A few recent tweets about the use of drug dogs in schools have sent me back to what we know about this sort of intervention.
TEN police officers with a sniffer dog swooped on a secondary school and searched 2,000 pupils amid drug rumours.
The operation was carried out at Ivybridge Community College last Friday but no illegal substances were found.
Three Kent Police officers will showcase police resources used to tackle drug problems through a presentation that includes a police dog handler and drugs dog as well as a drug detection machine to a large assembly of pupils and staff.
This will be followed up by screening areas of the school and its pupils for drug possession at a later date.
On each occasion I thought back to the guidance that the Association of Chief Police Officers developed about how they work with schools on drug issues. I was part of the advisory group for that work, and sat in on a number of evidence sessions that helped inform our understanding of how police were working in this area and what informed those decisions.
We met with officers and schools that had used drug dogs and saw videos about how the interventions had been conducted. We also looked at the evidence for this being an effective way of working, and considered the ethics of how dogs could be used.
Drugscope, who led on the development of the guidance, then consulted widely about what ACPO were proposing and heard from police officers from across the country and from schools and those who supported schools when it came to drug and alcohol issues.
The position that ACPO finally took on this was that, while each constabulary should negotiate a local agreement:
ACPO recommends that drugs dogs should not be used for searches where there is no evidence for the presence of drugs on school premises. Demonstration and educational visits should not be used as a covert detection exercise.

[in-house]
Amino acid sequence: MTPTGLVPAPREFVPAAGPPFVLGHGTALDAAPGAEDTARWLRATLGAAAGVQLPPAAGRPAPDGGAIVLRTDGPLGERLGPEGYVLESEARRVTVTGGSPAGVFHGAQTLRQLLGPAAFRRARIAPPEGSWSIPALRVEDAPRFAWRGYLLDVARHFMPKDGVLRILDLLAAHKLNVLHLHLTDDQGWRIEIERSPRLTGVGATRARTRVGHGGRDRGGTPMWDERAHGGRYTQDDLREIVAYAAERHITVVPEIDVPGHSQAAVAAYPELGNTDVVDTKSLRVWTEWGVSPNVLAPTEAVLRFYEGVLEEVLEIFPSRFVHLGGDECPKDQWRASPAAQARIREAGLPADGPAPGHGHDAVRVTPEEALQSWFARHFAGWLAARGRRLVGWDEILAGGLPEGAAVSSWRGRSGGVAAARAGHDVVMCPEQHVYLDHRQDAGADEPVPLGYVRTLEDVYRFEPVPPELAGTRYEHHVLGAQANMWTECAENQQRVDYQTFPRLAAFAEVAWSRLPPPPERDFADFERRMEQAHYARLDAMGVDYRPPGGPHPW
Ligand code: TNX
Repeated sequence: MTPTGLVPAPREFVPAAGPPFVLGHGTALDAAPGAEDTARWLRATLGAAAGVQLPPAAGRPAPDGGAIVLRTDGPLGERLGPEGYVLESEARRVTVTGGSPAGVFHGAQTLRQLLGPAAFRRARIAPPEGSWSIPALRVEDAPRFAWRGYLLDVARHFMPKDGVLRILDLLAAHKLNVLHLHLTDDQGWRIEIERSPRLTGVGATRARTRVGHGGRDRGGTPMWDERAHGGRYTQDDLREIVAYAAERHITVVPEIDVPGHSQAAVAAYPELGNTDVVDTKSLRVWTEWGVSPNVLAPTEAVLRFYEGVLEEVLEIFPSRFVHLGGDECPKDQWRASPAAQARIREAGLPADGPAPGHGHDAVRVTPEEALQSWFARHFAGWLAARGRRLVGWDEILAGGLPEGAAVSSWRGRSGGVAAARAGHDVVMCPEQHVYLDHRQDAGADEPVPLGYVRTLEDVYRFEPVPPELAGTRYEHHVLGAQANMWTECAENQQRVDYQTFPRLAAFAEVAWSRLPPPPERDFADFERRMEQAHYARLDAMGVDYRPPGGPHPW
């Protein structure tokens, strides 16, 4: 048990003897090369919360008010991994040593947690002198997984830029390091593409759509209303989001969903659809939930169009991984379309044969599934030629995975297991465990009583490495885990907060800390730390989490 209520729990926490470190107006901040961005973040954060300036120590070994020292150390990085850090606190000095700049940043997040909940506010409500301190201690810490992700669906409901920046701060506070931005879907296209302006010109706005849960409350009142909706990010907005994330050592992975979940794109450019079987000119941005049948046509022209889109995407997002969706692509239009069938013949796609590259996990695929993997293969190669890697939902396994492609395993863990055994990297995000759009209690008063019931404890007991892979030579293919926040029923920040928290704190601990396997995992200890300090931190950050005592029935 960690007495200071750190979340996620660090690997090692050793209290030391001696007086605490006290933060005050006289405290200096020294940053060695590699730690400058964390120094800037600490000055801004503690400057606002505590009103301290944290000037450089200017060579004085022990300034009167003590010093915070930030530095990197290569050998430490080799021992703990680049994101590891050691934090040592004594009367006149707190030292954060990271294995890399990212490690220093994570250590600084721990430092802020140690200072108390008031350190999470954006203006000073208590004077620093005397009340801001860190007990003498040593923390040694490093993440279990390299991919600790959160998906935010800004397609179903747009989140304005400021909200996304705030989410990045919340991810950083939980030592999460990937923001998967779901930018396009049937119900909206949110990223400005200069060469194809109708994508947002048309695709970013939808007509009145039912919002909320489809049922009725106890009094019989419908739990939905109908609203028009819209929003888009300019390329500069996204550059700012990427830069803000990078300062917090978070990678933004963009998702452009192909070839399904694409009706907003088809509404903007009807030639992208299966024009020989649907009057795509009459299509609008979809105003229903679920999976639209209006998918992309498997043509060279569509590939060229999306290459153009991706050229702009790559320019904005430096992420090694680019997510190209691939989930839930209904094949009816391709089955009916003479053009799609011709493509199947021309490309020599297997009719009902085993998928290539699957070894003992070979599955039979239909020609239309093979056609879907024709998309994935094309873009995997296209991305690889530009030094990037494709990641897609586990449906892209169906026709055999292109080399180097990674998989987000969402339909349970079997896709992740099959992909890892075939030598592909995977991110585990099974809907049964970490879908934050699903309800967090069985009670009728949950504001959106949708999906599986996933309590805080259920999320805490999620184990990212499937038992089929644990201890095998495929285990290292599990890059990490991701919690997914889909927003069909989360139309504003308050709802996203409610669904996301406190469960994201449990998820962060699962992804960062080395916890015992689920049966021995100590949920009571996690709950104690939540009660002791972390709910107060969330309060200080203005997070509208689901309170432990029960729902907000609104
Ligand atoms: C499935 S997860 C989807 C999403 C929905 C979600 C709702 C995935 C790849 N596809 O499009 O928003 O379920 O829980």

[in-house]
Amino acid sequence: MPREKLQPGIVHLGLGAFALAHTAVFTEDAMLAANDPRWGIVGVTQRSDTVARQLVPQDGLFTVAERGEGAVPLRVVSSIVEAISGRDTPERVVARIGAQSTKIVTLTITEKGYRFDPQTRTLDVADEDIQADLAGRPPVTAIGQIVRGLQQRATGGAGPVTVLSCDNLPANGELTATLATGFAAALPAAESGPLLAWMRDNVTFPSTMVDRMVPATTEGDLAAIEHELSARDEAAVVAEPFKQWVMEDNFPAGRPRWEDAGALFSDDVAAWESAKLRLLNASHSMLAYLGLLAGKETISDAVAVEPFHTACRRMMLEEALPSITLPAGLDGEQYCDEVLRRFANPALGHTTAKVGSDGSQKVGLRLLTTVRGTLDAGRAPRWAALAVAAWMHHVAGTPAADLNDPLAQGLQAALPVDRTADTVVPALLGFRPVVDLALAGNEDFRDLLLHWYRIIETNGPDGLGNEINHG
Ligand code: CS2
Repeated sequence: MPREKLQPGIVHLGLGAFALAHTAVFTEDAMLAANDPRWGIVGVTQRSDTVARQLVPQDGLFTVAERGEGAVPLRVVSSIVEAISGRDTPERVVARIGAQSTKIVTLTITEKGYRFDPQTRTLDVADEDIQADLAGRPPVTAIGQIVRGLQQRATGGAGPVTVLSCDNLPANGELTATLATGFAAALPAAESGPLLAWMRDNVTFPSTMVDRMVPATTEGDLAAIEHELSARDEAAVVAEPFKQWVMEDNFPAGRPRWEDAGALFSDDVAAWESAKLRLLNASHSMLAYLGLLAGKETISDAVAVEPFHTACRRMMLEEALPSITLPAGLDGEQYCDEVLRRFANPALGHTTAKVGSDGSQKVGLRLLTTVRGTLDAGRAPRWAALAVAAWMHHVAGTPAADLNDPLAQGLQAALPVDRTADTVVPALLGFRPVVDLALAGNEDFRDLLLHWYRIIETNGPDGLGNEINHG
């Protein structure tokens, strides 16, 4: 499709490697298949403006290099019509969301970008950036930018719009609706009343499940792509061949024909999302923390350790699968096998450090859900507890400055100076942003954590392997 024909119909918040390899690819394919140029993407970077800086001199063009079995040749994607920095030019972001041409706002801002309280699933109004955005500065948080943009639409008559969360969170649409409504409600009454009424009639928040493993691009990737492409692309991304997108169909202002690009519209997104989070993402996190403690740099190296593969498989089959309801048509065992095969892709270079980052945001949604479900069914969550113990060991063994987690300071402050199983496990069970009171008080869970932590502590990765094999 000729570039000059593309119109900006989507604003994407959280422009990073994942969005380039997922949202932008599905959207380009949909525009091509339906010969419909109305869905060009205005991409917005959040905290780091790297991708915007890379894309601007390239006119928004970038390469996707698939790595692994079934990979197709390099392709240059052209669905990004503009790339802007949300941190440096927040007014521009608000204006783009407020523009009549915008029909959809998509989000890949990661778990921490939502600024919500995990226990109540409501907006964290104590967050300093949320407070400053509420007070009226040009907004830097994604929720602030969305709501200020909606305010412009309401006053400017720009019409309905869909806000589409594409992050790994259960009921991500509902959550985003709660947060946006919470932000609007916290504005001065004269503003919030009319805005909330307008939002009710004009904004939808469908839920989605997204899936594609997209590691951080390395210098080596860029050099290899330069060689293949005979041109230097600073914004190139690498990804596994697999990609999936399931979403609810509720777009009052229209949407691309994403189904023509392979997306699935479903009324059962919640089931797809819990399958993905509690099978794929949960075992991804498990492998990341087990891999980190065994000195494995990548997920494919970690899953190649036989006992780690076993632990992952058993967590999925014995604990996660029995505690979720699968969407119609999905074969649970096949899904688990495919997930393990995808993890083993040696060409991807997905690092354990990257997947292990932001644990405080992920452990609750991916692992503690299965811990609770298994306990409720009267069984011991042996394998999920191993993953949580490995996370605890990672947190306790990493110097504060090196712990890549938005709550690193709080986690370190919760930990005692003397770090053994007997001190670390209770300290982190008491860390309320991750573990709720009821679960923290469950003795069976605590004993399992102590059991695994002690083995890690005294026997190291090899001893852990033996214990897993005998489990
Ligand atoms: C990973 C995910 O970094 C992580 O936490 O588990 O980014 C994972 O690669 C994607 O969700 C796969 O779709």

The Department for Education – who are the other side to this coin in England – in their latest guidance to schools (which was produced with ACPO) reminds schools of ACPO’s view but then goes on to say:
However schools may choose to make use of drug dogs or drug testing strategies if they wish.
The falibility of dogs
What neither document does is provide context for schools to consider whether using dogs is an effective, evidence based, way of detecting drug use.
Firstly from a paper from the Institute for Biological Detection Systems, of Auburn University which suggested that dogs in artificial testing situations return false positives anywhere from 12.5% to 60% of the time, depending on the length of the search.
Meanwhile in Australia the press reported on figures supplied to Parliament which showed that “80 per cent of sniffer dog searches for drugs resulted in ‘false positives'”.
The figures obtained from the state government in response to parliamentary questions on notice show 14,102 searches were conducted after a dog sat next to a person, indicating they might be carrying drugs. But, in 11,248 cases, no drugs were found.
All in all this suggests that there are reasons for us to be reasonably certain that this is not likely to be an effective way of detecting drug use in a school.